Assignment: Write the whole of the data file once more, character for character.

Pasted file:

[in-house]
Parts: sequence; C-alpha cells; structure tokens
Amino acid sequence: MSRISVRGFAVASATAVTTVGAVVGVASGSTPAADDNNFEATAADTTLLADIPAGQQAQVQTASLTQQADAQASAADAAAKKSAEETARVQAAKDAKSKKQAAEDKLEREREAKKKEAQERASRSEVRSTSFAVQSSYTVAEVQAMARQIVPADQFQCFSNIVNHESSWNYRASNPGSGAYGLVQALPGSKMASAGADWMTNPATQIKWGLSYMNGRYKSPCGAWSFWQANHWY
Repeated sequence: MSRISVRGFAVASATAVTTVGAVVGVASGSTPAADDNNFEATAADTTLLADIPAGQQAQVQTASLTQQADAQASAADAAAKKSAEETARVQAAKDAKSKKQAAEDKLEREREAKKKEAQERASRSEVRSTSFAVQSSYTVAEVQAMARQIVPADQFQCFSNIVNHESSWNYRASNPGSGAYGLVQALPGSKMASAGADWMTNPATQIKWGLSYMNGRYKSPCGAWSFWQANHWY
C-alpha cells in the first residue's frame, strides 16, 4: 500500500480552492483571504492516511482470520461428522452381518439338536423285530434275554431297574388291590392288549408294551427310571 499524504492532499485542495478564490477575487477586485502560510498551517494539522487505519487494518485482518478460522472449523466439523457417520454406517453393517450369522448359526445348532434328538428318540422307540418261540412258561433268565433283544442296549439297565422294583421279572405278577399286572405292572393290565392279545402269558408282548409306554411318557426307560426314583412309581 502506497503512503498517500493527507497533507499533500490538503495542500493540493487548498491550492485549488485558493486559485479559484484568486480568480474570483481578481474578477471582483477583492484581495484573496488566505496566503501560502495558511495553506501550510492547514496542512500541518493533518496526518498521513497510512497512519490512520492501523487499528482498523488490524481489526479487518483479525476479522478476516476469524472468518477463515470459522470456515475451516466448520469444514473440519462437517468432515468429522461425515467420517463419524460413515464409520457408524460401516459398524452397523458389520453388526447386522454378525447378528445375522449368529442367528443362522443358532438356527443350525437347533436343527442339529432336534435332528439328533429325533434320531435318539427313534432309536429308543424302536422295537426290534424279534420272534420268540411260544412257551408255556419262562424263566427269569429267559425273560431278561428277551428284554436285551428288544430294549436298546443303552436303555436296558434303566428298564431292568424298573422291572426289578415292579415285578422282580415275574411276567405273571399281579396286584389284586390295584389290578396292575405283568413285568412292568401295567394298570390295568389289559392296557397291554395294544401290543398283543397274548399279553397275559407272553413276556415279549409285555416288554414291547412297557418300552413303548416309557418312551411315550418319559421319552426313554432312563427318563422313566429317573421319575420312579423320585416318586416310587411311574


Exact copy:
[in-house]
Parts: sequence; C-alpha cells; structure tokens
Amino acid sequence: MSRISVRGFAVASATAVTTVGAVVGVASGSTPAADDNNFEATAADTTLLADIPAGQQAQVQTASLTQQADAQASAADAAAKKSAEETARVQAAKDAKSKKQAAEDKLEREREAKKKEAQERASRSEVRSTSFAVQSSYTVAEVQAMARQIVPADQFQCFSNIVNHESSWNYRASNPGSGAYGLVQALPGSKMASAGADWMTNPATQIKWGLSYMNGRYKSPCGAWSFWQANHWY
Repeated sequence: MSRISVRGFAVASATAVTTVGAVVGVASGSTPAADDNNFEATAADTTLLADIPAGQQAQVQTASLTQQADAQASAADAAAKKSAEETARVQAAKDAKSKKQAAEDKLEREREAKKKEAQERASRSEVRSTSFAVQSSYTVAEVQAMARQIVPADQFQCFSNIVNHESSWNYRASNPGSGAYGLVQALPGSKMASAGADWMTNPATQIKWGLSYMNGRYKSPCGAWSFWQANHWY
C-alpha cells in the first residue's frame, strides 16, 4: 500500500480552492483571504492516511482470520461428522452381518439338536423285530434275554431297574388291590392288549408294551427310571 499524504492532499485542495478564490477575487477586485502560510498551517494539522487505519487494518485482518478460522472449523466439523457417520454406517453393517450369522448359526445348532434328538428318540422307540418261540412258561433268565433283544442296549439297565422294583421279572405278577399286572405292572393290565392279545402269558408282548409306554411318557426307560426314583412309581 502506497503512503498517500493527507497533507499533500490538503495542500493540493487548498491550492485549488485558493486559485479559484484568486480568480474570483481578481474578477471582483477583492484581495484573496488566505496566503501560502495558511495553506501550510492547514496542512500541518493533518496526518498521513497510512497512519490512520492501523487499528482498523488490524481489526479487518483479525476479522478476516476469524472468518477463515470459522470456515475451516466448520469444514473440519462437517468432515468429522461425515467420517463419524460413515464409520457408524460401516459398524452397523458389520453388526447386522454378525447378528445375522449368529442367528443362522443358532438356527443350525437347533436343527442339529432336534435332528439328533429325533434320531435318539427313534432309536429308543424302536422295537426290534424279534420272534420268540411260544412257551408255556419262562424263566427269569429267559425273560431278561428277551428284554436285551428288544430294549436298546443303552436303555436296558434303566428298564431292568424298573422291572426289578415292579415285578422282580415275574411276567405273571399281579396286584389284586390295584389290578396292575405283568413285568412292568401295567394298570390295568389289559392296557397291554395294544401290543398283543397274548399279553397275559407272553413276556415279549409285555416288554414291547412297557418300552413303548416309557418312551411315550418319559421319552426313554432312563427318563422313566429317573421319575420312579423320585416318586416310587411311574